Frequently Asked Questions About Mutual Fund Fee Disclosure
How can investors find out about a mutual fund’s fees?
Mutual funds are subject to more exacting regulatory standards and disclosure requirements than other financial products. Every mutual fund is required to disclose all of its fees in a standardized fee table at the front of the fund prospectus.
The fee table is particularly important for investors because the information it provides is comprehensive, clearly presented, and strictly regulated by federal law. The fee table also allows investors to easily compare the costs of owning different mutual funds. All fund prospectuses must be filed with the U.S. Securities and Exchange Commission before they can be distributed to investors. All fees must be included, an "expense ratio" (which is described below) must be calculated, and all of the information must be clearly and simply presented. Written descriptions accompanying the fee table must be concise and in plain English.
Investors can also turn to many other useful resources about mutual fund fees:
- Daily mutual fund tables published by newspapers often list fund expense ratios. Many magazines publish lists of funds that include fee information. These lists are often accompanied by articles that describe fees and their importance in making sound investment decisions.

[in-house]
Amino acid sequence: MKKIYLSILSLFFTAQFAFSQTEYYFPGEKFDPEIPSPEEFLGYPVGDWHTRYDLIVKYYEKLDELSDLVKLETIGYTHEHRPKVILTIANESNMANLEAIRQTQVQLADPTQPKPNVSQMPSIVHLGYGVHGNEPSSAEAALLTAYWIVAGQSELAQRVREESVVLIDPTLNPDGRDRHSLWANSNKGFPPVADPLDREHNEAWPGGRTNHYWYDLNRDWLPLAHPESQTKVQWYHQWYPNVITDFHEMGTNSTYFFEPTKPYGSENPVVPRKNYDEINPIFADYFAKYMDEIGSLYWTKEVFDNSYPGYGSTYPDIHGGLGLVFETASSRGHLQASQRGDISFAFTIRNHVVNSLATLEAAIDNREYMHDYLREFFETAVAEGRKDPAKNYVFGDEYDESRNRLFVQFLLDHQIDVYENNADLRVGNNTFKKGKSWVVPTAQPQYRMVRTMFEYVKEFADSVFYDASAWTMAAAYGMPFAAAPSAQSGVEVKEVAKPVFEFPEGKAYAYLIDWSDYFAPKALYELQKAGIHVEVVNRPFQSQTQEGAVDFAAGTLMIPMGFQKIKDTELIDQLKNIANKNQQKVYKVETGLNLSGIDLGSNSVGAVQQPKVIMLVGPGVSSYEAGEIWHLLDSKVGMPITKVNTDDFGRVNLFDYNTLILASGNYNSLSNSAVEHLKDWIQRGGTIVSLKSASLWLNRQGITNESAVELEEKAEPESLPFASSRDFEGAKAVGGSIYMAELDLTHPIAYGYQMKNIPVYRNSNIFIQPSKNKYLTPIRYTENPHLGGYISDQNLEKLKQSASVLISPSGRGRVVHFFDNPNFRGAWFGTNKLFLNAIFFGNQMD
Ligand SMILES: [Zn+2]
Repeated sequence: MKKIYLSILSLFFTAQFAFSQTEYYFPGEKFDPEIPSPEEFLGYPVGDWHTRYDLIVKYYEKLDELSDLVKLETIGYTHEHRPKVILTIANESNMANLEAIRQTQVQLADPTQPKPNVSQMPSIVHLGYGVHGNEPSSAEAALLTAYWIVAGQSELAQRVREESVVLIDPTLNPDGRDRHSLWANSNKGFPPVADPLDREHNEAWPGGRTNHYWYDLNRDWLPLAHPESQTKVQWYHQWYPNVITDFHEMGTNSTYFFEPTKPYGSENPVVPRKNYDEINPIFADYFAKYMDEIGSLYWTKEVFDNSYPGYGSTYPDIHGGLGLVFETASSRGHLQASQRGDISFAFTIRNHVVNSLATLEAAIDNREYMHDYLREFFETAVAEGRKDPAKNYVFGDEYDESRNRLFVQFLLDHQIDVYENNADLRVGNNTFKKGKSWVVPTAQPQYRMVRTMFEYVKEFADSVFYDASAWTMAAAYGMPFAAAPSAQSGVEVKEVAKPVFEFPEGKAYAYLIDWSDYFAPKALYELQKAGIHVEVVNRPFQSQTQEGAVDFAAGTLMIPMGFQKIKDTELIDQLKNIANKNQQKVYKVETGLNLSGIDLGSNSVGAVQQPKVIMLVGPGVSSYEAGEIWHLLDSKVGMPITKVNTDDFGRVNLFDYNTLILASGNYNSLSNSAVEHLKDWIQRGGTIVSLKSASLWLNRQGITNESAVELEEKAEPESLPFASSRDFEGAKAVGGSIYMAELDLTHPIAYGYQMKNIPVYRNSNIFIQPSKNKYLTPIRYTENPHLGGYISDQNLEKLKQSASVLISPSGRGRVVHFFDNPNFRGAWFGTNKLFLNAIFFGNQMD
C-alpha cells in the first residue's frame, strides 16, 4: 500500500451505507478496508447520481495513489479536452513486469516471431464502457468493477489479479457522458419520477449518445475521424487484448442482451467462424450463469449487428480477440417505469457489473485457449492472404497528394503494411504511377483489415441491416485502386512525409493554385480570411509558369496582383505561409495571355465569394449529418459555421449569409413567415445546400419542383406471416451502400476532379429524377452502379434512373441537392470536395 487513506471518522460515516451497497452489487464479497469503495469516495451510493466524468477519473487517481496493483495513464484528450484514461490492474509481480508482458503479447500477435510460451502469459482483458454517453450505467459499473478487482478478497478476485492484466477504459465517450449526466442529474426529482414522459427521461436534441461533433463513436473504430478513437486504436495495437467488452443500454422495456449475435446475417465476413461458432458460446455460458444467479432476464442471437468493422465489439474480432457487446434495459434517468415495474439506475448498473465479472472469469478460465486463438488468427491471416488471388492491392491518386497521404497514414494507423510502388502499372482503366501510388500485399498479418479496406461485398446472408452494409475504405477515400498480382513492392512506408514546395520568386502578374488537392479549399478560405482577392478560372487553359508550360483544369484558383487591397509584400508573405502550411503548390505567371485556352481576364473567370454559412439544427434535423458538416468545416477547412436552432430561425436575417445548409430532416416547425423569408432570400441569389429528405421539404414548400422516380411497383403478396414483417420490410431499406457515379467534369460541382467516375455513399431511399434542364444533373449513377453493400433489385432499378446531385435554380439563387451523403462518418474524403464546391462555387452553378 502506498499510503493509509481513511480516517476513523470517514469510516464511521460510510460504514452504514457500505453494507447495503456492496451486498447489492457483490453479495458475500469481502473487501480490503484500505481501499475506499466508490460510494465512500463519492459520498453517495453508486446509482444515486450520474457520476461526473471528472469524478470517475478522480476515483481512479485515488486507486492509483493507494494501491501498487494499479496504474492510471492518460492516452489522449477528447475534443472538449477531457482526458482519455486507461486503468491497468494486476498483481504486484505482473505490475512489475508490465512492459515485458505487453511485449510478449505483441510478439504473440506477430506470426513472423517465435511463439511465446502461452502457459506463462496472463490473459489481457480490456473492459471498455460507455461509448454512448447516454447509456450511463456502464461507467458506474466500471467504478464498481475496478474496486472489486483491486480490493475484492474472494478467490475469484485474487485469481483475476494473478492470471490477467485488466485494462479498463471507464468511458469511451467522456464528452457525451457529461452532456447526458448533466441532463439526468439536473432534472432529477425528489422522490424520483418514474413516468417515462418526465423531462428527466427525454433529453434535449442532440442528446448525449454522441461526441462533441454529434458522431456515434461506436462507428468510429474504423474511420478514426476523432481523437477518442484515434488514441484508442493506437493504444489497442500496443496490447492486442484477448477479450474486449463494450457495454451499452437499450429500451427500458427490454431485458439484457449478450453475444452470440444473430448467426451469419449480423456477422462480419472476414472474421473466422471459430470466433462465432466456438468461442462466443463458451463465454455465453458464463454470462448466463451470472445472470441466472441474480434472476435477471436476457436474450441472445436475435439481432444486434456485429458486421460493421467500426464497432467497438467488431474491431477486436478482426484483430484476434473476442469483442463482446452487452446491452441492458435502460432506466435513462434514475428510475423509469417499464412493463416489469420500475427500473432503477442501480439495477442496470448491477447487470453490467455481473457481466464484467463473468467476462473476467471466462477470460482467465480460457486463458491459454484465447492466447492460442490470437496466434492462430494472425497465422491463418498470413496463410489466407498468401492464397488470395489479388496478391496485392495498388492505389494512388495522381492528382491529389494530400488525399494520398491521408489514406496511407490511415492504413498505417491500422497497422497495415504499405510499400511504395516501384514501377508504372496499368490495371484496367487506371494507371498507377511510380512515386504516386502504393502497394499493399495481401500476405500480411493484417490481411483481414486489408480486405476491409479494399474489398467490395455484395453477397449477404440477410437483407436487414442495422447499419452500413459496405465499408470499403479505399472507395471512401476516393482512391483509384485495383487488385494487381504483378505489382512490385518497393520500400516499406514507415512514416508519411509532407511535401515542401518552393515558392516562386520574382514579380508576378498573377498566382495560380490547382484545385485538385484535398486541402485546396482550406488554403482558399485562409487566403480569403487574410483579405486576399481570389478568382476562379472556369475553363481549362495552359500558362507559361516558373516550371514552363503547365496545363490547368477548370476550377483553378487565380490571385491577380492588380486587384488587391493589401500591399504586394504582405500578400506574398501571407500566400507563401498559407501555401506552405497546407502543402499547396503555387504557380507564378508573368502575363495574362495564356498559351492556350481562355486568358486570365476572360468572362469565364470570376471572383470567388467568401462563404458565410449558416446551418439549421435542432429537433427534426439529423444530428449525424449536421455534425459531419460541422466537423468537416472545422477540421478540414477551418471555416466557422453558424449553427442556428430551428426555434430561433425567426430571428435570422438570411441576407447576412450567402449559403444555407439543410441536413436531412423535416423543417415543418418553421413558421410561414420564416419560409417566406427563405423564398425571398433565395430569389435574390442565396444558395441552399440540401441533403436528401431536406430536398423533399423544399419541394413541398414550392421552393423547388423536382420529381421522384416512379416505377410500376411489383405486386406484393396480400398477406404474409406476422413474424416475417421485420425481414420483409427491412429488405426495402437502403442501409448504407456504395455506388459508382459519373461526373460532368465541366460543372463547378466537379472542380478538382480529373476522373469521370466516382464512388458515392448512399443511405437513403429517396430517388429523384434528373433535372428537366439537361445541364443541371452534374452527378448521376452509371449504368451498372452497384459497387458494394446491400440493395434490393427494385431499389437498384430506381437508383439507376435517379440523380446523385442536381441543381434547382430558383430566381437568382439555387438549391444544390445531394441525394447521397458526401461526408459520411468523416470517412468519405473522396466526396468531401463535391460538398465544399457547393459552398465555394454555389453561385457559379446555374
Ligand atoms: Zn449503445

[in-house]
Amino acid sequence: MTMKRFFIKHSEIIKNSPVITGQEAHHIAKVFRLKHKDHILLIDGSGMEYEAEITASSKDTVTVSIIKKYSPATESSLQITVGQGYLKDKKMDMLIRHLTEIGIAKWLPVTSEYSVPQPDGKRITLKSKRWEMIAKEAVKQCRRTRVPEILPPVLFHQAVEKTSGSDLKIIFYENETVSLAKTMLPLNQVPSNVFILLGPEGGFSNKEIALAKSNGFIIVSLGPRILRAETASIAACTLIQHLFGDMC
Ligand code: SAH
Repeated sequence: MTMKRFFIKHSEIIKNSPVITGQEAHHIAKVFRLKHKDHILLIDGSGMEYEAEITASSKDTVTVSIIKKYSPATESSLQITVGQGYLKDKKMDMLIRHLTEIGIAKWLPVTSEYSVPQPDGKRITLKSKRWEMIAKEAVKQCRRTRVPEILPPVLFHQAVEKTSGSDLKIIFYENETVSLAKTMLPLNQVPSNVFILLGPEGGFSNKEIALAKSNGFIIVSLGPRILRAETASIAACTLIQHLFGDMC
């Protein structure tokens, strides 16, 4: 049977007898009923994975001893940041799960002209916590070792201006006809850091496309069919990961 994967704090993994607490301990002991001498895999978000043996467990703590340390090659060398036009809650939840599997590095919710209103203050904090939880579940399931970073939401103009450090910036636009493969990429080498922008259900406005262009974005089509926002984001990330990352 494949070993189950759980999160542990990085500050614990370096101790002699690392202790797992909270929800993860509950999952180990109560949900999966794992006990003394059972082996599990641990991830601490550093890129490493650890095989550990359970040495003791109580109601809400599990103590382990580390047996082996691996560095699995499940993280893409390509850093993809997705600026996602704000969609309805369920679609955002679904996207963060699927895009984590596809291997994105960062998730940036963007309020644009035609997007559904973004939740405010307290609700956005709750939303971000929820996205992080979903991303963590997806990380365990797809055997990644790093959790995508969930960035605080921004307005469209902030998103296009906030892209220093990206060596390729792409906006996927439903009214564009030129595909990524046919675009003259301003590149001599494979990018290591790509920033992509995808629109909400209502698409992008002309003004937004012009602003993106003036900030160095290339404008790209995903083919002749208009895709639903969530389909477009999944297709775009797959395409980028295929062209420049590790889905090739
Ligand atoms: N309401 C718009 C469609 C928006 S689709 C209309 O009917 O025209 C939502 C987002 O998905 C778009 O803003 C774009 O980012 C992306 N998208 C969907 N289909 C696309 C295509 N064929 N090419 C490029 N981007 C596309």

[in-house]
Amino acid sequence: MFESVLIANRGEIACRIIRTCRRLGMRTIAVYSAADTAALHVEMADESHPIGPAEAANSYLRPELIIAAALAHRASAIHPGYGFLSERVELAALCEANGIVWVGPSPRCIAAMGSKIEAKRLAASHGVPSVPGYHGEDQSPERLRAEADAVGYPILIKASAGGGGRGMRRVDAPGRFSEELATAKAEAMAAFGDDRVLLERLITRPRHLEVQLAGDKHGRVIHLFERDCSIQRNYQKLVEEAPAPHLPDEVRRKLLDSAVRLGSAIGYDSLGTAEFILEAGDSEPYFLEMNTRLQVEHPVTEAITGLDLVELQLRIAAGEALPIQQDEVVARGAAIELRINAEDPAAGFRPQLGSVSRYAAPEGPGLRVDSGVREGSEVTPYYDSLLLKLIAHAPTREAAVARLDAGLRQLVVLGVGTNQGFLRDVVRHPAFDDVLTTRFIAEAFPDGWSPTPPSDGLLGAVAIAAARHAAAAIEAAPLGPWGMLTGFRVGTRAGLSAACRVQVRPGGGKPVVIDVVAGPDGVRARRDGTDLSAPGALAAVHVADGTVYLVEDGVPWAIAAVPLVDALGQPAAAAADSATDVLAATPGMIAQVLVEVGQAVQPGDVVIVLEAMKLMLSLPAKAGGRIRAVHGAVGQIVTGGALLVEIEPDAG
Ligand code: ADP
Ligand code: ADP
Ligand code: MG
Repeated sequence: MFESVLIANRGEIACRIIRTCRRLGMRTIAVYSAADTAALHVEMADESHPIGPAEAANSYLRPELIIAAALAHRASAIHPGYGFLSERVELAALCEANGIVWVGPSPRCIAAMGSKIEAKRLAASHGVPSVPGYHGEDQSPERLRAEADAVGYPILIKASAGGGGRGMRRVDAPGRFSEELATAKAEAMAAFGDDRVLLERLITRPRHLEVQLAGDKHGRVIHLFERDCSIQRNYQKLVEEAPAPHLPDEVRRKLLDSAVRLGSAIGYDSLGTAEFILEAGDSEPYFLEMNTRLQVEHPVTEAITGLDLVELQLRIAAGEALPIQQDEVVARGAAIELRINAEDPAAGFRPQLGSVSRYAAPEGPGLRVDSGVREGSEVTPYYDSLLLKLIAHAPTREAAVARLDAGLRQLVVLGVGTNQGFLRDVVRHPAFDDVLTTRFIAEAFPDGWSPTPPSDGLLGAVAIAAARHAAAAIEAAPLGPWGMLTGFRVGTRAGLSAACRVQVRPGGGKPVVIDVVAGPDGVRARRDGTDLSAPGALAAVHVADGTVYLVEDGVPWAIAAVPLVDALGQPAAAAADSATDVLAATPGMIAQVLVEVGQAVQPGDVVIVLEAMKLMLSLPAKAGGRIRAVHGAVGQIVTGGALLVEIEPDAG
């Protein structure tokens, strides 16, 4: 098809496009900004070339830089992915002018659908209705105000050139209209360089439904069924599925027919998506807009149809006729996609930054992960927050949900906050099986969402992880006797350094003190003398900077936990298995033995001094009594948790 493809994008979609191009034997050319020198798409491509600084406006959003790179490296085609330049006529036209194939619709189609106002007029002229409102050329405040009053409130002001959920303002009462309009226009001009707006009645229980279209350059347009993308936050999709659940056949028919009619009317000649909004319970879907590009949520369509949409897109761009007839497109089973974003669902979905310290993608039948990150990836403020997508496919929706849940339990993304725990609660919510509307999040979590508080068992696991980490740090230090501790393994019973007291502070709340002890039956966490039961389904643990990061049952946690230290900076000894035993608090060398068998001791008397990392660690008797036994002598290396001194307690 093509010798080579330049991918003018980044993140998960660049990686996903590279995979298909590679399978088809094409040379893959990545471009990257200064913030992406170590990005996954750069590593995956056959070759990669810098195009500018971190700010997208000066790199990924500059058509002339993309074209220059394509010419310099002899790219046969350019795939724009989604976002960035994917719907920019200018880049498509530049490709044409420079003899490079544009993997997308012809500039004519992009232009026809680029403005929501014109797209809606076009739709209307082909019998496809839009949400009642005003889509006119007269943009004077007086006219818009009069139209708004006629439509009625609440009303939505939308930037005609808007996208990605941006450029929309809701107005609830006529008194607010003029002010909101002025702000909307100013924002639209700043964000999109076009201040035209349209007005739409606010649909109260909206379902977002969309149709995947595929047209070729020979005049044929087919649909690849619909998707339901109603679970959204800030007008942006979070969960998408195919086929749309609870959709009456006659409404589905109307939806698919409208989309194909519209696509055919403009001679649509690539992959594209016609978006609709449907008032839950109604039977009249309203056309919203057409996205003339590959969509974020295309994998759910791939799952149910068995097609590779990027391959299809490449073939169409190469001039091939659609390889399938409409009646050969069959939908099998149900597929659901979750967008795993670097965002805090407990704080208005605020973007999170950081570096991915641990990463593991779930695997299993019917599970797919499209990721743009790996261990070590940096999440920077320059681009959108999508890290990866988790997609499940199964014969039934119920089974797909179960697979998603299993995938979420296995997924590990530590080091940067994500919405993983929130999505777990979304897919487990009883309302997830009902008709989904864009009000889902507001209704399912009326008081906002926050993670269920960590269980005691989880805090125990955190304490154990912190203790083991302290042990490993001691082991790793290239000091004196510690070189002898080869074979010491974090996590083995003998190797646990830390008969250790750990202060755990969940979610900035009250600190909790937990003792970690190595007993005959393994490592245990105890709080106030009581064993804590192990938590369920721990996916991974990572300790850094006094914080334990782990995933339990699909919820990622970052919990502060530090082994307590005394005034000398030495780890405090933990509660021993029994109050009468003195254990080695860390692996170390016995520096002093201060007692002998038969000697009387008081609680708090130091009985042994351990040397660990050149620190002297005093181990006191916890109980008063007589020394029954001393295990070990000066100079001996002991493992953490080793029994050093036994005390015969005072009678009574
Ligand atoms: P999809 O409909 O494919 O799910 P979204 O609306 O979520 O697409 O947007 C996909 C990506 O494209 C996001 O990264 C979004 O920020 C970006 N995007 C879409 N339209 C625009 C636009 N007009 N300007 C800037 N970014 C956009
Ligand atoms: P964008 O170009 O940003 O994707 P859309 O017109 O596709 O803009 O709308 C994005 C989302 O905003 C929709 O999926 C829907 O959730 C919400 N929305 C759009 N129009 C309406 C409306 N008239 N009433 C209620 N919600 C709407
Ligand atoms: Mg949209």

- Mutual fund company websites often make the fee tables for all their funds, along with other key information from the prospectus, available online.
- Toll-free investor information centers, which many fund companies make available 24 hours a day, provide trained experts who can discuss a fund’s fees with both current and prospective investors.
- Educational brochures that explain and describe the key elements of fund investing, including fees, are widely available. The Investment Company Institute distributes several brochures that explain and highlight the importance of fees, and distributes a brochure devoted solely to understanding mutual fund costs.
- Financial professionals are an important resource for information about fees, especially since a significant majority of fund investors rely on such professionals. They are familiar with differences between funds, can address fee levels, and can help investors understand the costs of investing in mutual funds compared to other investment products.
How are fees disclosed in the fee table?
The fee table provides information to investors in three ways. First, any applicable sales commission is identified. Second, all annual fees are listed individually and then added together. Finally, an example is presented that focuses an investor’s attention on the total cost of the sales commission (if any) and annual fees over various time periods. More detailed descriptions of each element of the fee table follows: